Energy in Canada's North

Thermal histories of Cambrian strata and basement rocks from the Great Slave Lake region, Northwest Territories

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(Student abstract)


T.F. Pinto (Presenting)
University of Calgary
E. Enkelmann
University of Calgary
V. Terlaky
Northwest Territories Geological Survey

The southwest region of the Northwest Territories (NWT) comprises Phanerozoic sedimentary rocks that cover the Archean-Proterozoic basement. This region is marked by anomalous high heat flow and a geothermal gradient that increases from west to east. The origin of the high heat flow is mostly unknown, and several models have been suggested. We aim to evaluate the origin, source, and longevity of the high heat flow to better understand the potential for geothermal energy production. Towards this aim we use low-temperature thermochronology and thermal modeling to assess the burial and erosion history of the region. The sensitivity window of the (U-Th-Sm)/He system is 55–75°C for apatite and 160–200°C for zircon, thus recording changes in the upper crust. During this first phase of this project, we analyzed basement and the overlying Cambrian strata collected from outcrops and boreholes along the northwestern edge of Great Slave Lake. From the fifteen samples collected, five yielded apatite and nine yielded zircon that are suitable for (U-Th-Sm)/He dating. In general, the (U-Th-Sm)/He single-grain data scatter widely and preclude the reporting of mean sample ages. Apatite single-grain dates range from 16 Ma to 1262 Ma with Cretaceous ages (74 – 143 Ma) being the most common. Zircon single-grain dates range from 59 Ma to 1857 Ma, with Mesoproterozoic ages (1044 – 1579 Ma) being the most common. Due to the thermal sensitivity of the (U-Th-Sm)/He system, detrital data can be considered reset when the sediment was heated to temperatures higher than the partial retention zone (PRZ) after deposition. Most of the Cambrian strata yielded apatite (U-Th-Sm)/He dates that are younger than deposition age and are interpreted to be thermally reset. Two samples yielded single-grain dates that predate and postdate deposition, suggesting partial resetting of the apatite system. The zircon system requires burial and heating to higher temperatures (>200ºC) to be fully reset. Our zircon results show that three samples yielded reset single-grain dates, one sample is partially reset, and five samples are not reset. The partial and total reset samples suggest post-depositional heating to >55°C for apatite and >160°C for zircon. The five sedimentary samples with zircon (U-Th-Sm)/He data that are not reset (older than the depositional age) places a limit to the maximum amount of heating to <160ºC. Preliminary thermal modeling of samples that are thermally reset present reheating and cooling after the Cambrian. Most samples record multiple phases of cooling. In total we identified cooling phases during Triassic, Upper Jurassic, Lower Cretaceous and Eocene.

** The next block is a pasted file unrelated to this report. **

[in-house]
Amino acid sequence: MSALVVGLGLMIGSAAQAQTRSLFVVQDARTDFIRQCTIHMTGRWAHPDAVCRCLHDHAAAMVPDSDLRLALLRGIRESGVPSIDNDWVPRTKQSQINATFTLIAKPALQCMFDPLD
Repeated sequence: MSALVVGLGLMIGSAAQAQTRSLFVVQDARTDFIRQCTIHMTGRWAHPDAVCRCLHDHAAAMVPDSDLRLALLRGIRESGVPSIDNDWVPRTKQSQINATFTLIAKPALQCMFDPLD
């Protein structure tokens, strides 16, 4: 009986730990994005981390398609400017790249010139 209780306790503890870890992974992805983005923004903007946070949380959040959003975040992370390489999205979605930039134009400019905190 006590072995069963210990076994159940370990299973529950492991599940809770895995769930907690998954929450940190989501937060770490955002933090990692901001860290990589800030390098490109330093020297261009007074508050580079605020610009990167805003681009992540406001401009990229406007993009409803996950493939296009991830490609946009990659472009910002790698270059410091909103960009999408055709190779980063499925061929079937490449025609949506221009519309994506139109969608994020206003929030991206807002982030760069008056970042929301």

In the second phase of this project, apatite fission track data will be acquired on the same samples to better constraint the thermal history of the samples. The same geo- and thermochronological approach will be applied to outcrop and borehole samples from the western portion of the sedimentary basin in the southwestern corner of the Northwest Territories, including the Liard Basin and the deformation front of the Canadian Cordillera.